To pick one nuclear command, it can only be assumed that the U.S. Navy has not changed its previous advocacy of "a wider range of targeting options for maintaining a credible nuclear deterrent in the new world order," in which low-yield earth-penetrating warheads are an explicit part of efforts to expand options for the Trident II D-5 submarine-launched ballistic missile.23
The Los Alamos Study Group is compiling what is known about other new proposed new and "modified" nuclear weapons. This work has been partially supported by Tri-Valley CAREs of Livermore, California.
1 See R. Jeffrey Smith, "Retired Nuclear Warrior Sounds Alarm on Weapons," Washington Post, December 4, 1996, p. A1; "Text of Remarks by Gen. Butler at the National Press Club," December 4, 1996; "Text of Remarks by Gen. Butler at the Henry L. Stimson Award Luncheon," January 8, 1997; "Questioning Nuclear Arms," A debate between General Charles Horner (USAF, ret.) and former Secretary of Defense James Schlesinger, The NewsHour with Jim Lehrer (PBS), December 4, 1996; Terry Atlas, "Nuclear Weapons Criticized: Ex-Generals Want to Eliminate Them," The Chicago Tribune, December 5, 1996; David M. North, "Destroying Nukes Will Save More Than Lives," Aviation Week and Space Technology, December 9, 1996, p. 98. [Back]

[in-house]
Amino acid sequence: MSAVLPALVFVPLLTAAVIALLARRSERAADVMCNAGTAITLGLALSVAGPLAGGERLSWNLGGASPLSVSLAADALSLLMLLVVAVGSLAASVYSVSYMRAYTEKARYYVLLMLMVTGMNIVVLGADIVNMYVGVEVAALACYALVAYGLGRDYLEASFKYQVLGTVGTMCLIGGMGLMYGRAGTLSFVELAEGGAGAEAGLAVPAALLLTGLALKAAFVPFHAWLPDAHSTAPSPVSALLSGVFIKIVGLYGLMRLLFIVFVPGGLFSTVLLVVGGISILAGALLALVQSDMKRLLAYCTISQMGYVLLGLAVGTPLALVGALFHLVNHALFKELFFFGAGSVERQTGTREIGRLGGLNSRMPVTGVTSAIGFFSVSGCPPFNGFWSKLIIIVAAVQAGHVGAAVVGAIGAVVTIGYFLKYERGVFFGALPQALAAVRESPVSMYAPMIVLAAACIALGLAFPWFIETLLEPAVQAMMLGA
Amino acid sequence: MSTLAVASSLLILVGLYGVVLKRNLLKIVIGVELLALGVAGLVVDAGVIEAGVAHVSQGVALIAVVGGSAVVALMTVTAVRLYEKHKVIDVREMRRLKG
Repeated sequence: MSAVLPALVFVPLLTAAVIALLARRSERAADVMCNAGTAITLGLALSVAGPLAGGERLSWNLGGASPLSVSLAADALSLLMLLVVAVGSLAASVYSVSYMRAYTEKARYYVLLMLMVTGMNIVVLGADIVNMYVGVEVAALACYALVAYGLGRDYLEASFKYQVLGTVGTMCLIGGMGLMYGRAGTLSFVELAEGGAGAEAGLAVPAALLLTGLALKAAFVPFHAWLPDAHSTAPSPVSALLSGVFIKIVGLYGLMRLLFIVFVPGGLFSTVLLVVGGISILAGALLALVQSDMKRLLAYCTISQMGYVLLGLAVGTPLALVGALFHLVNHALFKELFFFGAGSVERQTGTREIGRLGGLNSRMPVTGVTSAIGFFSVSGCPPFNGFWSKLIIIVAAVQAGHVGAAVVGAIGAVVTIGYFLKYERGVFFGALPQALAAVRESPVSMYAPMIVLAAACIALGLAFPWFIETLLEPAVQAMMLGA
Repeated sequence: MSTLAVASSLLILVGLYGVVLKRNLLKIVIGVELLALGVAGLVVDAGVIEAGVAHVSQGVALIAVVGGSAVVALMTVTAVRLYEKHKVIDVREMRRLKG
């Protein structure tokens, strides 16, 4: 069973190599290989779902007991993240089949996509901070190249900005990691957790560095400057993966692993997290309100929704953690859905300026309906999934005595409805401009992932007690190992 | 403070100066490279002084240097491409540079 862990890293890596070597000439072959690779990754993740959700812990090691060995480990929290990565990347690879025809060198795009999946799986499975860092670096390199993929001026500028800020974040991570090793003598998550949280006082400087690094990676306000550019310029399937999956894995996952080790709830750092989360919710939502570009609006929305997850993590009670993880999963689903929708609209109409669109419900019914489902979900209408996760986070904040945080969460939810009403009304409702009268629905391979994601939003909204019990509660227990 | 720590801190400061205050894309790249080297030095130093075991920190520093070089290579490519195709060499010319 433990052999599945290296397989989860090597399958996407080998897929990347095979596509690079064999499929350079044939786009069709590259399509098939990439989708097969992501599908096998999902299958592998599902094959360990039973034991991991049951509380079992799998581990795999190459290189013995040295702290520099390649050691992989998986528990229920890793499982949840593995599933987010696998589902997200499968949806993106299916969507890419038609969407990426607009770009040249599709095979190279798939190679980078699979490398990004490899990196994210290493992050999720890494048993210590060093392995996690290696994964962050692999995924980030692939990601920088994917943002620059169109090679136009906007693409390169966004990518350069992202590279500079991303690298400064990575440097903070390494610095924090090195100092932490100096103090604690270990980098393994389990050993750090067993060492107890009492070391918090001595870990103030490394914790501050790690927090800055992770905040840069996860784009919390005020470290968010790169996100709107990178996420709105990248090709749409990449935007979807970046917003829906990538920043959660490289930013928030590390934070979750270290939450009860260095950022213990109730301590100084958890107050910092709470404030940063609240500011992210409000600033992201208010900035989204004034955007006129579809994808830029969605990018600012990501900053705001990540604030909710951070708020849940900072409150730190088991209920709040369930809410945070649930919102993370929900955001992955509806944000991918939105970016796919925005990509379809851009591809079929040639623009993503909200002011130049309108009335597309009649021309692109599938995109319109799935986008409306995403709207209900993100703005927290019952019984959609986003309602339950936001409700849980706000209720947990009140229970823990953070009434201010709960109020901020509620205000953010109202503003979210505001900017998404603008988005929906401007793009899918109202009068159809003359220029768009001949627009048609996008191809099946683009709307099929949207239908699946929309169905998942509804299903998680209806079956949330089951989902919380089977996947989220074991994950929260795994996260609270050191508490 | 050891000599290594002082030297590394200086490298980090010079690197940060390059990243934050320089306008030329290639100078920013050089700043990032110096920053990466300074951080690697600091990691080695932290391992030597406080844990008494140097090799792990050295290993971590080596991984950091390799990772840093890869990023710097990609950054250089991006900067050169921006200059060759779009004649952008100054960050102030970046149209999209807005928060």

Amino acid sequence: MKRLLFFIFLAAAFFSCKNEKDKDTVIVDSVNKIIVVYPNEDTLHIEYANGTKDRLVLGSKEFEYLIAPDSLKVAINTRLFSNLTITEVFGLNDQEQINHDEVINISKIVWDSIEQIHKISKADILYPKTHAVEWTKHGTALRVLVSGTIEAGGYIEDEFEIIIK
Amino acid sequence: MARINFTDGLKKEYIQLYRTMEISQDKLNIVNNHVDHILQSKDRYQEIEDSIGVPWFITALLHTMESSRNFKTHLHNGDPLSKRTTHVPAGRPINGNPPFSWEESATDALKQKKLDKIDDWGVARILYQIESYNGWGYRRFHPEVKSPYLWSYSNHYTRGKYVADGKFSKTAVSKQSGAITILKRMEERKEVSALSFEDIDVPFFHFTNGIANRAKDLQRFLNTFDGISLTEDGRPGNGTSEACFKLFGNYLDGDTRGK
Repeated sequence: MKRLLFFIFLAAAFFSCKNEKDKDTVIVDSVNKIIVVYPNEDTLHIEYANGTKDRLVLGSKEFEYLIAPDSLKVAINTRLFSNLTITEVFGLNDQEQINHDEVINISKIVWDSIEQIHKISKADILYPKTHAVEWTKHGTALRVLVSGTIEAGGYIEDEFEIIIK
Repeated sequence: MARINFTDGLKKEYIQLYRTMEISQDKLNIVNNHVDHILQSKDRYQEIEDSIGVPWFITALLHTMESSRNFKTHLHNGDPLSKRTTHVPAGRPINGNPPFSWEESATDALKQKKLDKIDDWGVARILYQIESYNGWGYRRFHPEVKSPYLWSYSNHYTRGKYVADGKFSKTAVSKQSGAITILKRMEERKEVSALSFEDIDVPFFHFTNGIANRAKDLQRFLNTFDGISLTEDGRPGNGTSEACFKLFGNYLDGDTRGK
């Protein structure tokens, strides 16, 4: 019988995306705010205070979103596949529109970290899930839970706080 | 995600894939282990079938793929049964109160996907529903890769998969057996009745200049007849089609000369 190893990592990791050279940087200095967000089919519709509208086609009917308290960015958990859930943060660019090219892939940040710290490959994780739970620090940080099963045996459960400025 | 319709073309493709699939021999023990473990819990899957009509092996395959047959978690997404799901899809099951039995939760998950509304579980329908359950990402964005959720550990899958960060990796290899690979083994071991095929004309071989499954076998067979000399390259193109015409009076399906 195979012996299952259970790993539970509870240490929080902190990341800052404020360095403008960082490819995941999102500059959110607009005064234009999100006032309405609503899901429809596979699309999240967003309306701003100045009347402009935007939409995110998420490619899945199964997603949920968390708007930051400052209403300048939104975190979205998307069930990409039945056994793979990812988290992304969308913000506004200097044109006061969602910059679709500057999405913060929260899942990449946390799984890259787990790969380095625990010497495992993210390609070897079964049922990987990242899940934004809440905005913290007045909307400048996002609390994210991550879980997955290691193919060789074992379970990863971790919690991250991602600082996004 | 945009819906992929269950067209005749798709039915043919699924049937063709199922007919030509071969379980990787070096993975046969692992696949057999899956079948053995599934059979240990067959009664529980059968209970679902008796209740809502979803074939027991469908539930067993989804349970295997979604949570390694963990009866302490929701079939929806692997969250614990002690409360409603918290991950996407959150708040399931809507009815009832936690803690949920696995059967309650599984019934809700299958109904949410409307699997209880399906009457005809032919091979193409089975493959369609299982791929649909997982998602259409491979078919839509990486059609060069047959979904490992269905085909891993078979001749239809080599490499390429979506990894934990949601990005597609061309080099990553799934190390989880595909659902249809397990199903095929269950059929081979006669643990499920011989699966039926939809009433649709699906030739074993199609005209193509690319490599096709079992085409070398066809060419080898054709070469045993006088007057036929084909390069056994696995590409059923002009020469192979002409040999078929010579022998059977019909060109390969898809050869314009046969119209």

2 Broadcast by radio station KSFR in Santa Fe, New Mexico, on July 18, 1995. [Back]
3 Kent Johnson et. al., Stockpile Surveillance: Past and Future, Lawrence Livermore National Laboratory, Los Alamos National Laboratory, and Sandia National Laboratories, September 1995. This is the text of the report given to Hisham Zerriffi of the Institute for Energy and Environmental Research on September 13, 1995 at Los Alamos and subsequently analyzed in Hisham Zerriffi and Arjun Makhijani, Ph.D.,The Nuclear Safety Smokescreen: Warhead Safety and Reliability and the Science Based Stockpile Stewardship Program, May 1996. The footnote was abridged in subsequent editions of the report. [Back]
4 History from Chuck Hansen, U.S. Nuclear Weapons: The Secret History, (New York: Orion Books, 1988), pp. 162-164. [Back]
5 Robert S. Norris and William Arkin, "Nuclear Notebook," The Bulletin of the Atomic Scientists, July/August 1996, pp. 61-63. [Back]
6 Quote and descriptive information in this paragraph are from Hansen, op. cit.; stockpile numbers are from Norris and Arkin, op. cit. [Back]
7 Norris and Arkin, op. cit.; the largest yield is from Arkin, personal communication, January 14, 1997. [Back]